I’m in Washington, D.C. at the moment, attending what will almost certainly be the last annual Project Directors Meeting of the Teaching American History grant program. It doesn’t feel like a wake really, but I figure if anyone was trying to rally the troops to save the program I would have heard about it by now. I haven’t. Thanks again go to our new Tea Party overlords. I realize that people who will go without medical care and Social Security during our new austere future will suffer a lot more than children lacking the best history education possible, but this still stinks.
Perhaps if the Republicans in Congress (or better yet, President Obama) could have seen the highlight reel at the beginning of the conference looking back at ten years of TAH, they might have had a change of heart about this particular program. As you might expect, it had many talking-head shots of teachers explaining how much more they knew about American history after participating in TAH projects than they did going in. What’s going to stick in my head forever though was a brief clip of three third graders from Iowa analyzing a picture of Elizabeth Cady Stanton. You couldn’t see the picture, but you could see them asking questions like, “If Elizabeth Cady Stanton died in 1902, how old is the picture then?” and “How old is the building?” More importantly, they were feeding off each other; one related question after another – and THEY WERE ONLY IN THE THIRD GRADE!
Now I had been hearing for years at this meeting that you can teach students higher order historical analysis as young as the third grade, but this was the first time that I had actually seen it in action. That didn’t come out of nowhere. Someone trained their teacher to think that way, and he or she passed it on to the kids.
In contrast, the first regular session I went to yesterday was about project that trained their teachers through an online learning professional development course. The grant money incentivized the teachers to follow along as the instructor, who came from an education rather than a history background, basically gave the teachers a tour of history resources on the World Wide Web, followed by online discussing of how to employ those resources in their classrooms. Now don’t get me wrong, there are fantastic history resources out there on the old WWW. Furthermore, having just seen all those teachers thanking the Department of Education for exposing them to knowledge they wouldn’t have had otherwise, I’m certain the class has been doing the teachers enrolled in it an awful lot of good. Indeed, I’d say it’s been money well spent.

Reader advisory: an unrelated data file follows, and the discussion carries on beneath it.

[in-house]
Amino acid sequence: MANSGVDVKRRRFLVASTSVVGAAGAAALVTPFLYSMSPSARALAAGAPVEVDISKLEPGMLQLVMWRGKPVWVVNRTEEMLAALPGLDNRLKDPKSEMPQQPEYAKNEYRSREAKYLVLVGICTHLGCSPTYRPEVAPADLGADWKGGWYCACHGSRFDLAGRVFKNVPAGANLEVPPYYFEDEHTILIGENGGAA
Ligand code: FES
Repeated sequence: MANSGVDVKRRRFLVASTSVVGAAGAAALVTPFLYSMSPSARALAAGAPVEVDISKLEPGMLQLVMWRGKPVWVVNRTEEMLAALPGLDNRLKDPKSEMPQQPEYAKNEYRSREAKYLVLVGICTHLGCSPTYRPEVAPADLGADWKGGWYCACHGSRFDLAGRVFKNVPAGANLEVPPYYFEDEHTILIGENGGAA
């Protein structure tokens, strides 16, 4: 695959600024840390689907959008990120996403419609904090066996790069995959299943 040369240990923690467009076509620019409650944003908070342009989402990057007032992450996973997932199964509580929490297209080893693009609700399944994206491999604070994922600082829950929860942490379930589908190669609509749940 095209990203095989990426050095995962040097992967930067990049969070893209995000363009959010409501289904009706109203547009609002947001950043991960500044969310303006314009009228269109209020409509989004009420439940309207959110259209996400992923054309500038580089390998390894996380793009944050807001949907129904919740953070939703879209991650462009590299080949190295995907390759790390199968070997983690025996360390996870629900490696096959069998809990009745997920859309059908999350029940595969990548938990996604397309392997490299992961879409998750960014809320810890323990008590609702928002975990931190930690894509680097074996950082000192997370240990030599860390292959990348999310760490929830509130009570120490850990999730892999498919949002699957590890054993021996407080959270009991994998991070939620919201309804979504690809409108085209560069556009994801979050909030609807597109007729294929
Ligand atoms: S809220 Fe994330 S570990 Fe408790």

But which kind of class would you rather be in: the class where you learn passively by watching well-produced films on the web or the one where you and your fellow students do history together? If you didn’t say the second one, then I suspect you have no passion for history. And while computers can really do amazing things, I still wonder how a passion for history can be conveyed from teacher to student if they’re separated by miles and miles of Internet cable. Co-directing a number of these projects over the years, I’ve seen students get excited about history when their teacher is excited about history. If they only communicate online, how can either side tell? Do they have to type out their messages in all caps?
I’ve been thinking about how to write this post for about a day and a half now, and I wasn’t entirely sure how to end it. Luckily, Tim Burke came along and saved me by writing this:
The key thing, however, is that academics don’t have very long to figure out how they’re going to describe the ways in which their skilled guidance will significantly improve existing practices and professions involving information, knowledge, and representation. If we can’t demonstrate what better ideas and more ethical approaches will look like, rather than complain querulously about how nothing has really changed, stop fiddling with this new-fangled shit, young people these days are so clueless, then we really are going to be in trouble. Higher education (and K-12, for that matter) is going to have to really show what value-added work looks like in a 21st Century world, what better cultures and ways of reading and understanding cultures might be. Pure rejection, unless it seems truly aware of what it’s rejecting isn’t good enough. But neither are blank checks written to supposedly inevitable futures in which everyone is required to be a digital native, as if merely deciding to be digital sufficiently explains what the average skilled, educated digital practicioner of the future will be.
It’s not that I purely reject the kind of online learning I saw illustrated yesterday. It has its uses, and I’d certainly rather see teachers going online to better learn their material than to see their students do the same thing because teachers are much more likely than students to put in the effort necessary to get the most of what their courses have to offer them. The problem is that if we settle for passive learning rather than active learning, especially when students are involved, we can be certain that the history education they’re receiving won’t be all it could be.
If it all comes down to money, we will inevitably settle for second best. I know our new Tea Party overlords wouldn’t mind that a bit, but I certainly hope the rest of us do.